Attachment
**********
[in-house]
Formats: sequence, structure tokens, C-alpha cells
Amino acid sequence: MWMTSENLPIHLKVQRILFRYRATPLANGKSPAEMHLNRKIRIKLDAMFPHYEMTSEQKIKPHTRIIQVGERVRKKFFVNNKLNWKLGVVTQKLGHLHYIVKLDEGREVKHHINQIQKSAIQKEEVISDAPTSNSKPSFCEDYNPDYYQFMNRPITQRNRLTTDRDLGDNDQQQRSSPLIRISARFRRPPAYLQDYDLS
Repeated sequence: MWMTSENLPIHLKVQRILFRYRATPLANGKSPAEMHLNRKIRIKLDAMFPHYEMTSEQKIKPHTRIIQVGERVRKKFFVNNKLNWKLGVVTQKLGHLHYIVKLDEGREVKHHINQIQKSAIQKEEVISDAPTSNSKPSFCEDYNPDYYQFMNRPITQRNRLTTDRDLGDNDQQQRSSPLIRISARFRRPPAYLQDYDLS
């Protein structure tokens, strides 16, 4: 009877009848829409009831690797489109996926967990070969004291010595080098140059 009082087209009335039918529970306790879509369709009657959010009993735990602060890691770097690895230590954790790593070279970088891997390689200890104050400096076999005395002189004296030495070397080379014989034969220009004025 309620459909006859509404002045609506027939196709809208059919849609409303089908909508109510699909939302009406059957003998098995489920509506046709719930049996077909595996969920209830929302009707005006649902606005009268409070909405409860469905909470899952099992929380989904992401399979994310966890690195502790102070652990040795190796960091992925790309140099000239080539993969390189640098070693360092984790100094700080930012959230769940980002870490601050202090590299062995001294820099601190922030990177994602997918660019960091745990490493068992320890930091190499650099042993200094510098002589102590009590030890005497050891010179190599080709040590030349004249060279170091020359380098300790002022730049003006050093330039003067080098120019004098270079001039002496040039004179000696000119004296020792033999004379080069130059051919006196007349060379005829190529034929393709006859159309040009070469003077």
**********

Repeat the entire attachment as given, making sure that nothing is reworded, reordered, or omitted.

[in-house]
Formats: sequence, structure tokens, C-alpha cells
Amino acid sequence: MWMTSENLPIHLKVQRILFRYRATPLANGKSPAEMHLNRKIRIKLDAMFPHYEMTSEQKIKPHTRIIQVGERVRKKFFVNNKLNWKLGVVTQKLGHLHYIVKLDEGREVKHHINQIQKSAIQKEEVISDAPTSNSKPSFCEDYNPDYYQFMNRPITQRNRLTTDRDLGDNDQQQRSSPLIRISARFRRPPAYLQDYDLS
Repeated sequence: MWMTSENLPIHLKVQRILFRYRATPLANGKSPAEMHLNRKIRIKLDAMFPHYEMTSEQKIKPHTRIIQVGERVRKKFFVNNKLNWKLGVVTQKLGHLHYIVKLDEGREVKHHINQIQKSAIQKEEVISDAPTSNSKPSFCEDYNPDYYQFMNRPITQRNRLTTDRDLGDNDQQQRSSPLIRISARFRRPPAYLQDYDLS
């Protein structure tokens, strides 16, 4: 009877009848829409009831690797489109996926967990070969004291010595080098140059 009082087209009335039918529970306790879509369709009657959010009993735990602060890691770097690895230590954790790593070279970088891997390689200890104050400096076999005395002189004296030495070397080379014989034969220009004025 309620459909006859509404002045609506027939196709809208059919849609409303089908909508109510699909939302009406059957003998098995489920509506046709719930049996077909595996969920209830929302009707005006649902606005009268409070909405409860469905909470899952099992929380989904992401399979994310966890690195502790102070652990040795190796960091992925790309140099000239080539993969390189640098070693360092984790100094700080930012959230769940980002870490601050202090590299062995001294820099601190922030990177994602997918660019960091745990490493068992320890930091190499650099042993200094510098002589102590009590030890005497050891010179190599080709040590030349004249060279170091020359380098300790002022730049003006050093330039003067080098120019004098270079001039002496040039004179000696000119004296020792033999004379080069130059051919006196007349060379005829190529034929393709006859159309040009070469003077």